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All Other Nights: A Novel
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Showing 1-10 of 10 reviews(2 star). See all 120 reviews
on February 4, 2013
Dara Horn is clearly a talented writer. I was much more impressed with her ability to create a story and characters than most of the other negative reviewers. This was a story in concept I wanted to read. But the main character of Jacob was so weak and willing to go along with the three buffonish officers who sent him on his missions, it became very difficult reading. The Levy sisters were fascinating, especially Eugenia, so following a main character that sets up her and her sister's capture and possible execution was beyond my capabilities as a reader. (Don't know if they were executed or not and don't want to know)Stopped reading there.

This could have been a great novel if the main character of Jacob wasn't such a fool, wasn't so bereft of morality and moral courage, had any redeeming, likable characteristics (he was not a likable rogue, just a weak moral coward). But alas, he didn't.

Ms. Horn, please try again. And remember, it's people we like or are fascinated by that we want to read about. Not complete tools.
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on February 19, 2014
This book was recommended to me as a civil war spy story involving Jewish families. I have read several
books on the Civil War and this seemed to offer new events for me. It started off with interesting reading covering
an assignment given to a northern Jewish soldier to assassinate an uncle in the south being
suspected of spying activities and then marrying into the family to discover more about their operations. Sounds good!!
Then it fell apart for me .From the second chapter on it becomes a love story between the soldier and the southern
young lady of the house. There are many references to Jewish holidays to highlight events and considerable name dropping
of Civil War personalities, but it comes down to the survival of the northern soldier and his southern bride. The references at the
end of the book were quite interesting since they dealt with actual events Unfortunately they were limited. If you enjoy love storys'
give it a try. If you are a civil war reader I would stick to civil war non-fiction books.
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on December 17, 2009
Historical fiction is a tricky genre. It's the rare author who can tackle it successfully, and by successfully, I mean making a story set in the past relevant without making it sound, at one extreme, stilted, or, at the other, anachronistically contemporary. It's a tough balancing act.

Let me say this outright: I love Dara Horn. I'm a huge fan of her earlier work, so it's tough for me to write this review. The World to Come was brilliant--a densely textured and deftly multilayered book that nonetheless felt as light as angelfood cake and moved as effortlessly as a watersnake across the surface of a pond. She set the bar pretty high with that one. All Other Nights doesn't really measure up. This story of a Jewish Civil War officer, Jacob Rappaport, who is recruited to spy on his Confederate co-religionists, confronts some great questions and perennial human themes: Does loyalty to one's nation trump loyalty to one's people? Can love survive the trajectory of our parents' choices and the lives they make for us? And finally, what price are we willing to pay for answers to these questions? But the execution I found a little wanting.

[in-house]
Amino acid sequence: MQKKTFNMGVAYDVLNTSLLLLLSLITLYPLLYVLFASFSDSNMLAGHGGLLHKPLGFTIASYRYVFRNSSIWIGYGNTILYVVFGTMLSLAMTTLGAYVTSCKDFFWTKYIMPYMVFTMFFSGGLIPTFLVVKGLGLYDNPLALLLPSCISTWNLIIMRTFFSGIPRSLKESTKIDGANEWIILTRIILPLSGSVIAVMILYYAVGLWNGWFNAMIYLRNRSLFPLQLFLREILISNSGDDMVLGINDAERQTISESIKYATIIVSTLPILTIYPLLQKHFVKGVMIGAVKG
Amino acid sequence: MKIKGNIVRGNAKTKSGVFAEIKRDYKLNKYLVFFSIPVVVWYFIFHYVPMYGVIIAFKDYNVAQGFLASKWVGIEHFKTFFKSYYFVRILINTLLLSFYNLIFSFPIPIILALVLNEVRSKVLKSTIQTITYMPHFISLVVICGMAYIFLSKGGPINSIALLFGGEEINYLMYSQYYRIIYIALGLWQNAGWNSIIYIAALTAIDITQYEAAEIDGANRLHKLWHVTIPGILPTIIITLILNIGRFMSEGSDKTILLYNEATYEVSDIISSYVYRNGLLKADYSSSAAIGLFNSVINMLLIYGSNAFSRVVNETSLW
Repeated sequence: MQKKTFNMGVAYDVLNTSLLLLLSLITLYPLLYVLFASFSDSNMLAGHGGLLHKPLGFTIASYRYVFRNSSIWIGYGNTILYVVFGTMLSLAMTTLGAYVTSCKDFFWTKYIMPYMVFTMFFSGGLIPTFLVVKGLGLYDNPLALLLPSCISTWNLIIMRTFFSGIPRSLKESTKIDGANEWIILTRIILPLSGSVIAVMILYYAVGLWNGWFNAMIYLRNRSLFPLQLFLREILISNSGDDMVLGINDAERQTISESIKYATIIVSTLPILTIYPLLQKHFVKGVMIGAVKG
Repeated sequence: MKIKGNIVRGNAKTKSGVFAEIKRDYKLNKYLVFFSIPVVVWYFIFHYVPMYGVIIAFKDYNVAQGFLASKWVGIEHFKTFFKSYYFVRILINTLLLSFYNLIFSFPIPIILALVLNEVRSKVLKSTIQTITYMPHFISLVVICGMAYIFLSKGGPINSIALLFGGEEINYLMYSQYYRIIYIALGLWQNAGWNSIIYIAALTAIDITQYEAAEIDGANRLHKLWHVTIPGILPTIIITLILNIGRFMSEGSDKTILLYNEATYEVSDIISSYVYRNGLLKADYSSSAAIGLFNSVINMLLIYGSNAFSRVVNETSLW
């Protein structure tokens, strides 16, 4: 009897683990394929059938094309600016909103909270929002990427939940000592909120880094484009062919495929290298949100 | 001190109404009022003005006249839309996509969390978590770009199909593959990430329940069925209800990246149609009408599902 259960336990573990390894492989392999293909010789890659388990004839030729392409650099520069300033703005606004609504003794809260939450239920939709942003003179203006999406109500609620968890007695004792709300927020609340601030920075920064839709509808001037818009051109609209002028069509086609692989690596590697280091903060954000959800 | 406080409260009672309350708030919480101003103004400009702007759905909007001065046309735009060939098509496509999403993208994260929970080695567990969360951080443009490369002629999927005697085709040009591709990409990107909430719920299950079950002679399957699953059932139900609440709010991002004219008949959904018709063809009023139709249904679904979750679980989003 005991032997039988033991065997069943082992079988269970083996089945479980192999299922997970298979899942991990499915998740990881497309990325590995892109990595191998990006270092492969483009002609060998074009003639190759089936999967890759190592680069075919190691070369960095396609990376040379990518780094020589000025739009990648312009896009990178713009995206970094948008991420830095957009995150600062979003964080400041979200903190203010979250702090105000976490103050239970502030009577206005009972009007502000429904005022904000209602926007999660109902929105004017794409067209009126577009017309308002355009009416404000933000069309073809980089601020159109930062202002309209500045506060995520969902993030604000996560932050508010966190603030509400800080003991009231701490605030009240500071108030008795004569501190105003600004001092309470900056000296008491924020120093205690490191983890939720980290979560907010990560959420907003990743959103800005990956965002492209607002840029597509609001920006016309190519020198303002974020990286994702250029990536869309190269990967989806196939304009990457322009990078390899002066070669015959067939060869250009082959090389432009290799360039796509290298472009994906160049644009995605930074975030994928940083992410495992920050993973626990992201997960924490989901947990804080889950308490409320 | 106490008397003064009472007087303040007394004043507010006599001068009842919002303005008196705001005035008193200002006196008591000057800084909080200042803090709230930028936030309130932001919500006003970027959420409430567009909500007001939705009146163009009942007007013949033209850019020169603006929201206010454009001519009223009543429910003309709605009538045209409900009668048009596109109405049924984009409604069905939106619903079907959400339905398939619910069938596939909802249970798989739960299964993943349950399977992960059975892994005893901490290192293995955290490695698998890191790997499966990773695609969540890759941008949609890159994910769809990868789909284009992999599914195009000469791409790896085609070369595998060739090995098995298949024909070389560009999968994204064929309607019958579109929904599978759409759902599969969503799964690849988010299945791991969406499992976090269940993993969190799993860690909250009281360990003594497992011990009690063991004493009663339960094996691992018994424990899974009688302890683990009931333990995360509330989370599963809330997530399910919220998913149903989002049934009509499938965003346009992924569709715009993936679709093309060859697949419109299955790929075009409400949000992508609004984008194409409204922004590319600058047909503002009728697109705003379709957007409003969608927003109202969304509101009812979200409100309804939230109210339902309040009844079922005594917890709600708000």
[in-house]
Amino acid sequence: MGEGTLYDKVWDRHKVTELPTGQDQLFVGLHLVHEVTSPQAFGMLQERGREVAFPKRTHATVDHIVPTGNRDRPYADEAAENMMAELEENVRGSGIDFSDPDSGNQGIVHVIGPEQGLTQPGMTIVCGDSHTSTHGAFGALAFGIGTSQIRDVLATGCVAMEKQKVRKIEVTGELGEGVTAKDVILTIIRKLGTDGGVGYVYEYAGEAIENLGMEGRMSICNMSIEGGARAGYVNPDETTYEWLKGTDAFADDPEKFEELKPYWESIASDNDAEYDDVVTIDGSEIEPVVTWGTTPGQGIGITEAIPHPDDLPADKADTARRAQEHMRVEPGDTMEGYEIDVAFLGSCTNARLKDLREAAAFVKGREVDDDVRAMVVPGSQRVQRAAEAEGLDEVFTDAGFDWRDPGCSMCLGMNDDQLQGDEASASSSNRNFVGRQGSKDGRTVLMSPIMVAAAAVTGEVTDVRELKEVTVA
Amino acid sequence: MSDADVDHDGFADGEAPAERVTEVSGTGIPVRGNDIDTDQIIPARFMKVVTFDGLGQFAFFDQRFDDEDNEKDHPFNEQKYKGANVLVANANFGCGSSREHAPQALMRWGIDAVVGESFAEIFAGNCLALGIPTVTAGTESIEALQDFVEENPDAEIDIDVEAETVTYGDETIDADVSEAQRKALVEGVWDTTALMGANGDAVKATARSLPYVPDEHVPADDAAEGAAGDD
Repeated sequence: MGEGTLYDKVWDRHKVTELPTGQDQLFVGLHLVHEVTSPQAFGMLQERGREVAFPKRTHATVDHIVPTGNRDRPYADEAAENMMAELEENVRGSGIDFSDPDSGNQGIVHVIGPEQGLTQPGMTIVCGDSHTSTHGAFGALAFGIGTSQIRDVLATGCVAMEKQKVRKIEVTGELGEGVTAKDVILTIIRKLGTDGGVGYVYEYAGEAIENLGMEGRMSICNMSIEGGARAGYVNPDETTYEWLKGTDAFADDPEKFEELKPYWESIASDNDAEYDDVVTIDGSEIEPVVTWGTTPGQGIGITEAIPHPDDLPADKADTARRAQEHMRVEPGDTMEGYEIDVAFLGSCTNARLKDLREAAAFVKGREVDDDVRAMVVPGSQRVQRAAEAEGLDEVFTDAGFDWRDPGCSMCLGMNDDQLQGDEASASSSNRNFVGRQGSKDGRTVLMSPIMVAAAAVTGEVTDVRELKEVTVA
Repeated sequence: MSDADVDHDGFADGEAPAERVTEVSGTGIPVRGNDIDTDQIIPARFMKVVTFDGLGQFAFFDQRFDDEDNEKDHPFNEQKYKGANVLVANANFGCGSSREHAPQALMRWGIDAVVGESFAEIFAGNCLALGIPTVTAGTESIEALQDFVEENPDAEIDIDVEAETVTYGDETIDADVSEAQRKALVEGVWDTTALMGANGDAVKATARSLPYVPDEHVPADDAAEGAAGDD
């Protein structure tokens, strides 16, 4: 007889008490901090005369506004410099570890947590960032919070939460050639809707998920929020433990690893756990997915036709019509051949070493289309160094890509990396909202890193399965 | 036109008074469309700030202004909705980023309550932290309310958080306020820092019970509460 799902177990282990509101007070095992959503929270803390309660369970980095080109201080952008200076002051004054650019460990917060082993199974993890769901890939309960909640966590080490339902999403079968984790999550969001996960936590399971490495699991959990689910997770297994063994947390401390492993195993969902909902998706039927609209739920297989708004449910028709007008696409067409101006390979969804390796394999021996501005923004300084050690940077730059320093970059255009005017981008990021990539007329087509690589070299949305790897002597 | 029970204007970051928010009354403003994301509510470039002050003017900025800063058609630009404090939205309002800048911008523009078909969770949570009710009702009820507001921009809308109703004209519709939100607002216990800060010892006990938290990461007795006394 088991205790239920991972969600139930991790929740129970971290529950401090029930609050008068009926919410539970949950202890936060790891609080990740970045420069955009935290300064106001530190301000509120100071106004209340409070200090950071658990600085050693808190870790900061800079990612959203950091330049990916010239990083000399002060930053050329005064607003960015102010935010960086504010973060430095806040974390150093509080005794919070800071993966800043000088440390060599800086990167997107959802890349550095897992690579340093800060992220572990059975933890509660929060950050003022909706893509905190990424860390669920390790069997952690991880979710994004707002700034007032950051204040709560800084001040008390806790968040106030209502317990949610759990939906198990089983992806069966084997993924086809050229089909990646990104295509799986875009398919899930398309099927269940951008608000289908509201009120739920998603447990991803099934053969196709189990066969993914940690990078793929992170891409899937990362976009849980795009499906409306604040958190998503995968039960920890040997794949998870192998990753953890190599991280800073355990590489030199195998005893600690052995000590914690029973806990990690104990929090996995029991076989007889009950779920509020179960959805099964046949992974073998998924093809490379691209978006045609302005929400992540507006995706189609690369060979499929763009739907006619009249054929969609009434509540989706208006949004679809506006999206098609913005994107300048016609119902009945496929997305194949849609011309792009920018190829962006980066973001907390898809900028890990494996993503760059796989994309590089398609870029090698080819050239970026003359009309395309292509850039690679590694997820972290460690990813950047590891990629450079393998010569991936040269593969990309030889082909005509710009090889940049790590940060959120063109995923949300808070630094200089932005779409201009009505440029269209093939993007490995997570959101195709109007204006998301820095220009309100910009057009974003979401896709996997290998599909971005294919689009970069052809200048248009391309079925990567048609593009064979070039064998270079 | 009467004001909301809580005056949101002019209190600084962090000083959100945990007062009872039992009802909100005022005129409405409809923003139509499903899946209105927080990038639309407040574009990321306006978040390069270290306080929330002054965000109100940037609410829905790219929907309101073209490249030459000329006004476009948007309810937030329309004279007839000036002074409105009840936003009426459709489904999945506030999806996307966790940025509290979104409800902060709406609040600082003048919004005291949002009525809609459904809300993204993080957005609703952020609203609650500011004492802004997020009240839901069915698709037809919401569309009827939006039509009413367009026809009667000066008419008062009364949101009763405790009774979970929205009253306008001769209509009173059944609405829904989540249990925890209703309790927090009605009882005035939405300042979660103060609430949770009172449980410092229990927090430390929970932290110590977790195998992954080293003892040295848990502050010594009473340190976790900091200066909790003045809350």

I once heard Michael Chabon say during a reading that when it comes to historical novels (and he should know, since he's written a few of them), "research can be a trap." I think Ms. Horn fell into that trap. All Other Nights is scrupulously researched, but one gets the feeling that she was caught between wanting to maintain historical accuracy and telling a good story. It's as though her fidelity to accuracy led her to sacrifice the life, the wit, and the verve that characterizes her earlier work. She bravely attempts to portray the Levy sisters as endearingly quirky, but they just come off as... well, weird. And the two Union officers who serve as Jacob Rappaport's handlers, with their habit of constantly restating what the other has just said, are a bold attempt at comic relief, but they come off as irritating and artificial. And the protagonist, Jacob Rappaport himself, remains a curuiously unfinished and nebulous character throughout the course of the book. The dialogue is flat, the plot a little contrived, and at the end, the reader is left with no affection for any of the characters and no lasting impressions.

And this is odd, because Ms. Horn is no stranger to historical fiction and romans-a-clef. She did a magnificent job of reimagining historical people (Marc Chagall and Der Nister) in The World to Come. Her characterization of Chagall was particularly striking, insofar as she did not hesitate to expose the darker side of this beloved artist--his coldness and self-interest--and in doing so, made him both interesting and human.

That said, All Other Nights isn't a bad read. It's a decent potboiler, and it kept me turning pages until the very end. It was a good try, I'm still a huge fan of Dara Horn, and I'll read whatever she writes. But in light of the work she's done before, All Other Nights was disappointing.
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on September 10, 2012
I'd heard good things about this book and this author (I haven't read her other work), but I was pretty disappointed in the book. The historical context of the story is fascinating - and who does't like spy fiction - but the writing is not very good at all.